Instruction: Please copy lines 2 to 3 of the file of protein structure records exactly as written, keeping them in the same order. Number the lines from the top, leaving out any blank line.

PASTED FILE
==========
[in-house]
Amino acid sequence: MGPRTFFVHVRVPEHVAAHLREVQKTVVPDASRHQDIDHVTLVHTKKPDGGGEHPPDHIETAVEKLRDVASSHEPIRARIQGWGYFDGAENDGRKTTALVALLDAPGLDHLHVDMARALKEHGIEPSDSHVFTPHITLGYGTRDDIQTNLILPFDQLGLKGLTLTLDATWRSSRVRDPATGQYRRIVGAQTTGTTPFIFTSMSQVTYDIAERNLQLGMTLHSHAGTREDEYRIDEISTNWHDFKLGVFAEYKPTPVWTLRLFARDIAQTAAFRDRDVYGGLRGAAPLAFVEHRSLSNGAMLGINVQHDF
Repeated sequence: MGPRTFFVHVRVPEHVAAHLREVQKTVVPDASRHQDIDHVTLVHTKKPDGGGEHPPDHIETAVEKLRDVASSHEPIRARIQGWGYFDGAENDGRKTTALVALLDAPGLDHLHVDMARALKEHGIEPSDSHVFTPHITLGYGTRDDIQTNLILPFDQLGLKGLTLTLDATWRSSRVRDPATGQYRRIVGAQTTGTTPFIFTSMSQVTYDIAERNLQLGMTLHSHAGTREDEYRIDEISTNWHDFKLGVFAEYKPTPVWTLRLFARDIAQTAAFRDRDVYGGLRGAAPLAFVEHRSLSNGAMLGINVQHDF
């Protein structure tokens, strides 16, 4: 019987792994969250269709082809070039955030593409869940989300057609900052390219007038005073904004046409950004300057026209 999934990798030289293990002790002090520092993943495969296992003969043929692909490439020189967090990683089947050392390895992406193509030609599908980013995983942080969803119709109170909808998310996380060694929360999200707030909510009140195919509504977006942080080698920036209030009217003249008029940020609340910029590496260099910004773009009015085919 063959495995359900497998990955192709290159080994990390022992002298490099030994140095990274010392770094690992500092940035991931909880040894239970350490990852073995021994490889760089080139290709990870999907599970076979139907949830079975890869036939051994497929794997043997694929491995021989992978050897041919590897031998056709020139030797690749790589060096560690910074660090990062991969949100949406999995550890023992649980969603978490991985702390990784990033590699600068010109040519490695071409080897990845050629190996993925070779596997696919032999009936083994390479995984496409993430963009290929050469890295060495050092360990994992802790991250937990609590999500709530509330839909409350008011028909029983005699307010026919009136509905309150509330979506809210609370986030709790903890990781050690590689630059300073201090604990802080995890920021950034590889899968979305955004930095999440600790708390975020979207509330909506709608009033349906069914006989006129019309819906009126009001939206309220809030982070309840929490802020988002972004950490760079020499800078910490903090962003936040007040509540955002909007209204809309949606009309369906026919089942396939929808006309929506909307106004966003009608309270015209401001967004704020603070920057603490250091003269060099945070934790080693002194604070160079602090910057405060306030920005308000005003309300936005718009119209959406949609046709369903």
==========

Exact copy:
Amino acid sequence: MGPRTFFVHVRVPEHVAAHLREVQKTVVPDASRHQDIDHVTLVHTKKPDGGGEHPPDHIETAVEKLRDVASSHEPIRARIQGWGYFDGAENDGRKTTALVALLDAPGLDHLHVDMARALKEHGIEPSDSHVFTPHITLGYGTRDDIQTNLILPFDQLGLKGLTLTLDATWRSSRVRDPATGQYRRIVGAQTTGTTPFIFTSMSQVTYDIAERNLQLGMTLHSHAGTREDEYRIDEISTNWHDFKLGVFAEYKPTPVWTLRLFARDIAQTAAFRDRDVYGGLRGAAPLAFVEHRSLSNGAMLGINVQHDF
Repeated sequence: MGPRTFFVHVRVPEHVAAHLREVQKTVVPDASRHQDIDHVTLVHTKKPDGGGEHPPDHIETAVEKLRDVASSHEPIRARIQGWGYFDGAENDGRKTTALVALLDAPGLDHLHVDMARALKEHGIEPSDSHVFTPHITLGYGTRDDIQTNLILPFDQLGLKGLTLTLDATWRSSRVRDPATGQYRRIVGAQTTGTTPFIFTSMSQVTYDIAERNLQLGMTLHSHAGTREDEYRIDEISTNWHDFKLGVFAEYKPTPVWTLRLFARDIAQTAAFRDRDVYGGLRGAAPLAFVEHRSLSNGAMLGINVQHDF